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Originally posted by Mister_Bit

Originally posted by JennaDarling
I always find it funny that Americans and British people who claim to have the best education in the world, are also the most ignorant to their own history. In fact it takes somebody from outside their country to put them right.

They are always quick to blame Germany and / or Europe for their problems.

They are always quick to jump the "Nazi" word when it comes to socialism, or Europe.

That always annoys me. Then when you go to correct them just as this thread does, they start to throw other stones.

America and Britain are some of the most evil countries in the World.

Rome never went away, it just changed names. Just as the British Empire did, and the Queen of England did.

How is this for irony, I have MORE rights (without fighting for them) by being a resident in most European countries than I would in Britain and definatly more than in America.

edit on 23-8-2011 by JennaDarling because: (no reason given)

The British governments are certainly corrupt and oppressive but I do take exception to referring to "British people"

If you say that it's the "British people" then by the same account Hitler was supported by the German people.


Sorry, "NOT British people" then



posted on Aug, 23 2011 @ 12:37 PM
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reply to post by kro32
 


Indeed.

I shall be sporting a toothbrush moustache soon enough. A social experiment of sorts.

Should be "interesting" to say the least.



posted on Aug, 23 2011 @ 12:37 PM
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Also known as the Fylfot in Scandanavian and European Celtic/Anglo Saxton art as well as in the UK's heraldry. I believe that it also is represented in early Jewish art. The 3rdC mosaic at Ein Geddi springs to mind

Ein Geddi 3rdC


English 5thC


Some more interesting images here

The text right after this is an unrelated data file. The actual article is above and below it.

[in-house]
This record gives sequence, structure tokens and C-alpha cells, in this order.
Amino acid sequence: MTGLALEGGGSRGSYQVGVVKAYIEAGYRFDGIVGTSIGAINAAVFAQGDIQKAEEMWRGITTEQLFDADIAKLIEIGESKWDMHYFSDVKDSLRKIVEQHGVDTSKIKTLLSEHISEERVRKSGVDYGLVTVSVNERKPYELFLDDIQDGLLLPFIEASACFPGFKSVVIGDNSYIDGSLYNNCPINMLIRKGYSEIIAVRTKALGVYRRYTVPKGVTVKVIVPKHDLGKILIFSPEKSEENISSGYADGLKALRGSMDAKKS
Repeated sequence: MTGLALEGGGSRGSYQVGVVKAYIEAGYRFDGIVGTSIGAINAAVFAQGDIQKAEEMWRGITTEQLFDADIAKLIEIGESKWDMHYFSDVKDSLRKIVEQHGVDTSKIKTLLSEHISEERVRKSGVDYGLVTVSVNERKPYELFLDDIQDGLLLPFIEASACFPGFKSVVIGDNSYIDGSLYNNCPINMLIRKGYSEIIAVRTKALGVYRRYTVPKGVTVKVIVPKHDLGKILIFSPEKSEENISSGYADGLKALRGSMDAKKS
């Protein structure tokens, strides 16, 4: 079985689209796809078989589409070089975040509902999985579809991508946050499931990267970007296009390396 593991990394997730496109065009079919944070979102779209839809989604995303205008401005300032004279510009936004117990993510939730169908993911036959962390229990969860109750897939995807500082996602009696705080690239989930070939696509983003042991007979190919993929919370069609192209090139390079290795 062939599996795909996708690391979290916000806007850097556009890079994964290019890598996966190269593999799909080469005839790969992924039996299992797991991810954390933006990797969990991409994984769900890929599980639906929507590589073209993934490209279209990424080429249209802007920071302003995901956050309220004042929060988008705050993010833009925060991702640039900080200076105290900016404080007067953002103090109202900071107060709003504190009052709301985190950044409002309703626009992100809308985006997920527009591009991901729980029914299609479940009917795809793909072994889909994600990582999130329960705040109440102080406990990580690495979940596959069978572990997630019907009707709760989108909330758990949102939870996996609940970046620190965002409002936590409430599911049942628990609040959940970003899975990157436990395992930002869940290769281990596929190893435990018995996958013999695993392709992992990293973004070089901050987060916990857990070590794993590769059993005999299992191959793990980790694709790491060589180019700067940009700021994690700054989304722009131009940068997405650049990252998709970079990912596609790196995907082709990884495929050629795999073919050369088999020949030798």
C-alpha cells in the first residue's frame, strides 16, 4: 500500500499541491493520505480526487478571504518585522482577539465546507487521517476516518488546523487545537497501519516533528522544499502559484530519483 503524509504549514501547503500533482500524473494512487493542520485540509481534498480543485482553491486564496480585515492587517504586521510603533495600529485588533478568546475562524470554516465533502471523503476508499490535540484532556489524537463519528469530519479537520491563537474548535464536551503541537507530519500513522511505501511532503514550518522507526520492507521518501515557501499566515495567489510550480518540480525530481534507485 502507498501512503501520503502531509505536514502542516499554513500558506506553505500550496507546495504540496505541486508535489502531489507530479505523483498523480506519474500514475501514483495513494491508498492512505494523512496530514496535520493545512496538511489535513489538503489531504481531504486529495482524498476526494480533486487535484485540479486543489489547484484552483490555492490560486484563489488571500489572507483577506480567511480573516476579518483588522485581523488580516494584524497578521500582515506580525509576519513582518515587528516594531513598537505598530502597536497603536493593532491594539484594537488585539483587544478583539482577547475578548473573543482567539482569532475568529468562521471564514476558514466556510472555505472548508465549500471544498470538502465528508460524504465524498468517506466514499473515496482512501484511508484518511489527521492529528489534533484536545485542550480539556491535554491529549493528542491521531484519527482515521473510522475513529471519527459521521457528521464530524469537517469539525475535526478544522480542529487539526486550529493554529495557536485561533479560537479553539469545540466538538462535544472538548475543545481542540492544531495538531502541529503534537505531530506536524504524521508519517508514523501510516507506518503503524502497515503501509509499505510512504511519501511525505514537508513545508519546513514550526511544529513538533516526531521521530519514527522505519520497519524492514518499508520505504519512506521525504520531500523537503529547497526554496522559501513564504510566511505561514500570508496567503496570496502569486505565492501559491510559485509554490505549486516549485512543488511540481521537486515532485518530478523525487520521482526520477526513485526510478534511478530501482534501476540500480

posted on Aug, 23 2011 @ 12:40 PM
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reply to post by dario86
 


Another example it seems.

I was hoping people would add some other examples from history.

Thanks



posted on Aug, 23 2011 @ 12:41 PM
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Originally posted by LiveForever8
reply to post by kro32
 


Indeed.

I shall be sporting a toothbrush moustache soon enough. A social experiment of sorts.

Should be "interesting" to say the least.

That would be a great social experiment, if you do go ahead with it how about carrying a hidden cam to capture some of the responses.

Let us know the results.



posted on Aug, 23 2011 @ 12:55 PM
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Thank you for the post. It was a good read.

A new understanding if its origins needs to be taught...?

This post was pretty much a recap of the syllabus of my
early school years. I had no Idea that children didn't learn
this in school throughout the world.

Well... now you got me interested, maybe its not taught
in schools around here anymore
.... I'll check up on it !



posted on Aug, 23 2011 @ 12:55 PM
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Originally posted by JennaDarling


They are always quick to blame Germany and / or Europe for their problems.

They are always quick to jump the "Nazi" word when it comes to socialism, or Europe.



edit on 23-8-2011 by JennaDarling because: (no reason given)

Especially when Nazi Germany was Fascist. Not Socialist.